Realtor Fee Recovery Discussed Following Collision Related Change of Residence
If you are injured in a collision and sell your house for more suitable accommodations can the realtor commission fees be claimed as damages? Reasons for judgment were released this week by the BC Supreme Court, Vancouver Registry addressing this.
In this week’s case (Brown v Bevan) the Plaintiff was injured in a 2009 intersection collision. The Defendant was found fully at fault. The Plaintiff suffered various injuries which continued to impact her at the time of trial. She ultimately sold her multilevel townhouse and moved into a one level apartment. The Plaintiff moved in part because she struggled walking up and down the stairs in her former residence. She sought damages for the realtor’s commission charged in the sale arguing that this expense was incurred due to the collision. In refusing these damages Mr. Justice Weatherill provided the following reasons:
 The largest and only disputed item is the claim for $33,801.79 representing the net commissions on the sale of the plaintiff’s Gilford Street town home ($20,680), storage ($599.55), costs associated with purchasing the Homer Street property including Property Purchase Tax ($10,458.08) and moving costs ($2,064.16).
 The issue is whether the costs related to moving are reasonable expenses that can be claimed. But for her injuries and resultant difficulty she had negotiating the stairs inside and outside of home, the plaintiff argues she would never have sold, moved and incurred those expenses. She relies on Rodger v. McDowell,  B.C.J. No. 2009 and Piper v. Hassan, 2012 BCSC 189…
 In Rodger, an award for commission expenses was made in similar circumstances where a plaintiff moved from a two level home to a one level home. The basis of the award is unclear. It apparently was based on defence submissions that “Ms. Rodgers would be adequately and appropriately compensated if she is reimbursed for real estate commission and moving expenses.”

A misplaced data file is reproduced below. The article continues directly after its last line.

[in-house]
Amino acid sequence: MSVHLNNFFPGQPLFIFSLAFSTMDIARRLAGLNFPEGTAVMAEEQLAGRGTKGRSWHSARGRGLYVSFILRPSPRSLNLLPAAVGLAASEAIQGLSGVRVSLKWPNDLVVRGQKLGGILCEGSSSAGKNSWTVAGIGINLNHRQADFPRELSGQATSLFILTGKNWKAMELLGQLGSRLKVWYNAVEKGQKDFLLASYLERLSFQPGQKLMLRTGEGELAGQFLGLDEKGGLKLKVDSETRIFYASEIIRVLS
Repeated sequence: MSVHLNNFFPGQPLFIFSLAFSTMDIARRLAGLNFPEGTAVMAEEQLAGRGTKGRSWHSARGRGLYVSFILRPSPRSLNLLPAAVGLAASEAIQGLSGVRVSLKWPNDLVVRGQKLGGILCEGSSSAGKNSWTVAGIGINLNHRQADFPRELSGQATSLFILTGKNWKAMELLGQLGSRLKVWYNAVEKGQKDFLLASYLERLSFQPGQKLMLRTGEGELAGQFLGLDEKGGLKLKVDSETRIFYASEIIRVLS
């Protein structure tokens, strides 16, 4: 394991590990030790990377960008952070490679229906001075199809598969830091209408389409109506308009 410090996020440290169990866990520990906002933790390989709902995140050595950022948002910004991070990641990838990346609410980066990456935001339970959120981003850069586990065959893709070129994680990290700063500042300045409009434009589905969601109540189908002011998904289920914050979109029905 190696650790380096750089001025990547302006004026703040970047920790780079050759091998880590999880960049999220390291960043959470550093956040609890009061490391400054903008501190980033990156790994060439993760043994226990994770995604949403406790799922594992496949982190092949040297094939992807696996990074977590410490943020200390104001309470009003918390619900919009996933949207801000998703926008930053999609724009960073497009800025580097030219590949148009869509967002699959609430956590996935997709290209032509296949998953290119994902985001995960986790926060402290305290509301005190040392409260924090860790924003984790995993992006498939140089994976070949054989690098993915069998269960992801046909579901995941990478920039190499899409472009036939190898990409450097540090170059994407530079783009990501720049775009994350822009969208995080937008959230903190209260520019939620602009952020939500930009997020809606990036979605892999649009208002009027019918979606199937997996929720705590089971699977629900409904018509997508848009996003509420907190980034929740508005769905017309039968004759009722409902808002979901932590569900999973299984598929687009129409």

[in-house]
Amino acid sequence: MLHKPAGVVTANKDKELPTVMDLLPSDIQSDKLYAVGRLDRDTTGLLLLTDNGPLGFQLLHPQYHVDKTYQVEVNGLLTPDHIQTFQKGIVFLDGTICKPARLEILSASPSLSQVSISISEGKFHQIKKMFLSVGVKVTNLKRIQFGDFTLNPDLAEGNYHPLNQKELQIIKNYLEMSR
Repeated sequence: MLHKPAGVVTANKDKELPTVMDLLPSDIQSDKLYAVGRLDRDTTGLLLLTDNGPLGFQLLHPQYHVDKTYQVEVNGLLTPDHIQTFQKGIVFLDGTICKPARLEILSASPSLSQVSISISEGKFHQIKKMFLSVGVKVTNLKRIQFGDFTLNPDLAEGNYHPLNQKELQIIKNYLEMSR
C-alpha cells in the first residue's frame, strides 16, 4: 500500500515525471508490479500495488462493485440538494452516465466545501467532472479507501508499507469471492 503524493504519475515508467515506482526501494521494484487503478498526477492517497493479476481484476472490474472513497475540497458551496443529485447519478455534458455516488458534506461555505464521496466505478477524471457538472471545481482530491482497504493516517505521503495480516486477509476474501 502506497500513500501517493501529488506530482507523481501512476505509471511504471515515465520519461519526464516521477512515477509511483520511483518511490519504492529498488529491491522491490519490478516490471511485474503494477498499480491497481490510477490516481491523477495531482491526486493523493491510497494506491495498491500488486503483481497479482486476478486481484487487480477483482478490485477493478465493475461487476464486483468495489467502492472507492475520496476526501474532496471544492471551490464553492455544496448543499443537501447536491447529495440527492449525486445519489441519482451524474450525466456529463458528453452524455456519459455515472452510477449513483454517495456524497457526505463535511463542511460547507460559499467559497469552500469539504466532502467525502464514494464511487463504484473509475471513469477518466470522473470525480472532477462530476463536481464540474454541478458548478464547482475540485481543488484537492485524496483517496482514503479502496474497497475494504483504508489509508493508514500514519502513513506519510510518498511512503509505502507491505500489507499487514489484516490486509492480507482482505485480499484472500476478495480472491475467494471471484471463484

In Piper, a claim for real estate commissions, moving costs and taxes related to changing residences was dismissed because the plaintiff’s low back injury was not proven to have been caused by the motor vehicle accident.
 In this case, the plaintiff argues the expenses associated with changing residences are directly attributable to the collision and the plaintiff’s prolonged distress from having to use multiple stairs in the Gilford residence on a daily basis. She could not manage them and a move to a single level home was necessary.
 In my view, these expenses are not recoverable from the defendant because:
a. the principles of compensatory damages in tort require the plaintiff to be compensated for all reasonably foreseeable losses directly or indirectly caused by the tort (BG Checo International Ltd. at para 47);
b. the plaintiff is not to be placed in a position better than his or her original one. The court must determine the plaintiff’s “original position” before the tort and her “injured position” after the tort. It is the difference between these two positions that is the plaintiff’s loss (Athey at para 32).
 While the accident indirectly caused the plaintiff’s left heel pain and that moving residences was a foreseeable risk, on the Athey test, the plaintiff’s claim under this head must fail. I find that the plaintiff would have moved residences to a one story home in the future in any event. These expenses would have been incurred regardless, albeit sooner (perhaps a year or two) than otherwise expected. In other words, these expenses were not incurred “but for” the collision.